Bogenshutz says that YES staff have found that simple conversations with local residents can quickly turn into tearful recounts of how much has been lost. She also adds that it’s important that parents understand how difficult this experience may be for children. According to Bogenshutz, parents should realize that it is normal for children to be afraid to walk by trees or water in the aftermath of the storm. She also adds that adults should take care of themselves as well as they cope with the devastation the storm brought.

“In order to care of your children, you must take care of yourselves,” she advises. “Take a break from work, go to a place that gives them some comfort. I think a lot of people are tired of hearing that it could have been worse. For some it’s as bad as it can be. The hope is tomorrow will be a little better than today was. Take time to breathe, relax, eat a nice hot meal and they should not lose sight of what they do have. Remember that they have gotten through crises before.”

Those who were affected by the storm are encouraged to call YES CCC for help, whether they need services or tangible supplies. For more information about YES, log on to


Two hundred business students from high schools across Nassau County, including Massapequa High School, competed for scholarships and cash awards—more than $33,000 in all—from various sponsors at Nassau County’s annual Comptroller’s Entrepreneurial Challenge.

The events on Sept. 11, 2001 had a profound effect on nearly all in the tri-state area, but for first responders, the effects were overwhelming. Long-time Massapequa resident Michael Smith, a member of the New York Fire Department, experienced those effects firsthand.

“While I’ve always been a person that could appreciate life, after 9/11 I became so distraught,” he said. “I realized I need to do something I want to do — something I love to do.”

A 30-year veteran of the fire department, Smith retired in 2002. He and his wife of 33 years, Teresa, began to look for a place they could enjoy life. This mindset brought them to the East End of Long Island, where they often went for day trips. They settled down in a home in Orient Point in 2004; in a home that needed quite a bit of work. And when it was time to landscape the property, a new idea took root — a vineyard.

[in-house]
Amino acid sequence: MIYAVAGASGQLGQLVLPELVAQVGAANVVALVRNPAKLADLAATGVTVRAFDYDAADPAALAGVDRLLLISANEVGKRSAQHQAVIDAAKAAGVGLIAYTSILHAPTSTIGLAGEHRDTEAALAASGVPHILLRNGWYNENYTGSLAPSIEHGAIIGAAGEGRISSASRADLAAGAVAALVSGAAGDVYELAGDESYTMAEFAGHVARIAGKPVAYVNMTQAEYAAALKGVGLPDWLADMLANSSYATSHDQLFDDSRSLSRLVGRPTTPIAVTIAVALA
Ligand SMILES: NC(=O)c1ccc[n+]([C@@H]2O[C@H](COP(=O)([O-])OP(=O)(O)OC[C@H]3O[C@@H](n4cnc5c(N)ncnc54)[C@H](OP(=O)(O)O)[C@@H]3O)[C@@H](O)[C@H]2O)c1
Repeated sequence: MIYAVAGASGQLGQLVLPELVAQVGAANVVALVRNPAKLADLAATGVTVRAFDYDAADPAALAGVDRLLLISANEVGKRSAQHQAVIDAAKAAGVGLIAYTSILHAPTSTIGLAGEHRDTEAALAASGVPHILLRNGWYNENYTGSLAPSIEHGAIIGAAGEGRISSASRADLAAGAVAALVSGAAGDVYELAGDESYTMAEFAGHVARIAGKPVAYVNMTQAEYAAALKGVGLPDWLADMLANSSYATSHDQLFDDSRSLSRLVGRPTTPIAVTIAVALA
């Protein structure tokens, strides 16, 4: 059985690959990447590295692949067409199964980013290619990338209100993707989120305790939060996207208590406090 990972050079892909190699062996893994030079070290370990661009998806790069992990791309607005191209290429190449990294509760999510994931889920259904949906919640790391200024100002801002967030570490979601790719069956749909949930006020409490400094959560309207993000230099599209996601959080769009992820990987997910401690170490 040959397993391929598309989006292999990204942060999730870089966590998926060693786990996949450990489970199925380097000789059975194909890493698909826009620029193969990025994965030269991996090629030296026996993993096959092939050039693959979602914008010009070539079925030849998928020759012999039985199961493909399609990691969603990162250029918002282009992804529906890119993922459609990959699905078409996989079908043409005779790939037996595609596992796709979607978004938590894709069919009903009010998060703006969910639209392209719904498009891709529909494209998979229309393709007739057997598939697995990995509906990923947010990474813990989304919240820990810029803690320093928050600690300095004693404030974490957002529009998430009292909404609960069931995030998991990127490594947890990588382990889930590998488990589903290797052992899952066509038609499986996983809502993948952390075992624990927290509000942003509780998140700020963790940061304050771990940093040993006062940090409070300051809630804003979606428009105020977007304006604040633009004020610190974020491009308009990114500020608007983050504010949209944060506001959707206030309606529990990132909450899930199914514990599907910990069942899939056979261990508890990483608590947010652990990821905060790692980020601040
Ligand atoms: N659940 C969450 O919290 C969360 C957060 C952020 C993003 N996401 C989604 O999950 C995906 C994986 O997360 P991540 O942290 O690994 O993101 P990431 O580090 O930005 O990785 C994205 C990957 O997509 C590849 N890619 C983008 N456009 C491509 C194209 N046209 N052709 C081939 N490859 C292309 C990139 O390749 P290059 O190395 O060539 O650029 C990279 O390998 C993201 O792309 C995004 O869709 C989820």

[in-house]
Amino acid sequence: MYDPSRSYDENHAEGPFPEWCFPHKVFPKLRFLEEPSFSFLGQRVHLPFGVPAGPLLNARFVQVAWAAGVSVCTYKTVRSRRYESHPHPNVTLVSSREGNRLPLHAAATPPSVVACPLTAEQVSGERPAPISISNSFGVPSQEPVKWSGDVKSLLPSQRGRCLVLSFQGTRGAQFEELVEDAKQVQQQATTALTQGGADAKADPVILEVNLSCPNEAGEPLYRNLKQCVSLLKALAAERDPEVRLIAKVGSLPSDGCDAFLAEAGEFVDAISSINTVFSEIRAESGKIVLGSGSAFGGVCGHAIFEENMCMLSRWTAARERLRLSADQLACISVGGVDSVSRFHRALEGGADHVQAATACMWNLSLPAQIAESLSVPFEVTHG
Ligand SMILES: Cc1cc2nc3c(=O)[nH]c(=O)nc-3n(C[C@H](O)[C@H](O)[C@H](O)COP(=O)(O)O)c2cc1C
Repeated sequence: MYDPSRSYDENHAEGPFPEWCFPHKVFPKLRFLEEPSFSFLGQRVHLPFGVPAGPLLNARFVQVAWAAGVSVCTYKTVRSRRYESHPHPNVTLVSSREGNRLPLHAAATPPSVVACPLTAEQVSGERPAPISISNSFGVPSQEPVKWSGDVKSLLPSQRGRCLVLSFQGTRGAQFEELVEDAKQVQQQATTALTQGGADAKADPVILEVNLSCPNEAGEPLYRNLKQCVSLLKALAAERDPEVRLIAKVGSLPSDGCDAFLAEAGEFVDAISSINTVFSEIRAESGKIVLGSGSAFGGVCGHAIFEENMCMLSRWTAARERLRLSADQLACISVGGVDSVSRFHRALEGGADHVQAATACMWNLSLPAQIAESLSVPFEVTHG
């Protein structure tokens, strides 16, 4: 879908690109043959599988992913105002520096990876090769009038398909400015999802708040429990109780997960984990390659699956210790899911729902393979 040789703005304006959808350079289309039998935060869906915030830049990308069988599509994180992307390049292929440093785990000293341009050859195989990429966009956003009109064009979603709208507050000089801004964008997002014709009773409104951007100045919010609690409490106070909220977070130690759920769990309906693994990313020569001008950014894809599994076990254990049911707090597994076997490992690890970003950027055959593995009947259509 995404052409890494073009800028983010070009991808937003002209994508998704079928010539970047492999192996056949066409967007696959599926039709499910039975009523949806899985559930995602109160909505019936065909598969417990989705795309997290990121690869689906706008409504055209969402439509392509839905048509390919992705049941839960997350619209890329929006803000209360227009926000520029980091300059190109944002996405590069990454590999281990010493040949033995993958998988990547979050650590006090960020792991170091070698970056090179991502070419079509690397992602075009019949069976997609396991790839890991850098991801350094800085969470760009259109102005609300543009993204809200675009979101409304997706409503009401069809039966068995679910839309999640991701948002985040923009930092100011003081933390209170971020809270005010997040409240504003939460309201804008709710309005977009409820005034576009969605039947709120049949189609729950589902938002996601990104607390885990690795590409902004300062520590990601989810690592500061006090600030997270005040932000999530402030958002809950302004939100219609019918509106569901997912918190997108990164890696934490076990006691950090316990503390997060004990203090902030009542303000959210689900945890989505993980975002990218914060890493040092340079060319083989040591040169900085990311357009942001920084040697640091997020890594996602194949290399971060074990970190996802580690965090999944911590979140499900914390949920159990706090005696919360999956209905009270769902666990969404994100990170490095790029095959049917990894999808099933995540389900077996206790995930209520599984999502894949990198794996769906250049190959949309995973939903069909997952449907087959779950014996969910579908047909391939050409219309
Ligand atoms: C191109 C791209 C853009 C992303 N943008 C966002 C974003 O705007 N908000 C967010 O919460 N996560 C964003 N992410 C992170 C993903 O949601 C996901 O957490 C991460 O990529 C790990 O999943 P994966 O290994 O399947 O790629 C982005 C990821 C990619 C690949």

Massapequa athletes recently received honors from their coaches at Kellenberg Memorial High School.

Each season, the coaches of all of the Kellenberg teams choose one member of their team who stands out as an athlete that has worked hard to improve themselves in their chosen sport.

The Farmingdale State women’s lacrosse team won the first game of their Spring Break trip to North Carolina with a victory over Greensboro College. In wet and muddy conditions, the Rams (8-1) held an 8-5 lead at the half and took the eventual 13-10 win.

In the first half and tied 2-2, the Pride (7-5) pulled ahead 4-2 with two unassisted goals by junior attack Nadya Fedun. Farmingdale State answered with four straight scores for a 6-4 advantage, on goals by juniors Alyssa Handel, Nicole Marzocca and Massapequan Jackie Kennedy.

Sophomore attack Ashlynn Parks put Greensboro within a goal at the 7:03 mark, but the Rams scored two more to lead 8-5 at the halftime break.


YES Fundraiser

Saturday, April 26

Massapequa Memories

Tuesday, April 29

Spring Fashion Show

Wednesday, April 30


1959: The Year The Music Stopped Playing
Written by Michael A. Miller,

The Eccentric Heiress Of ‘Empty Mansions’
Written by Mike Barry,

Yellow Margarine And A Pitch For The Ages
Written by Michael A. Miller,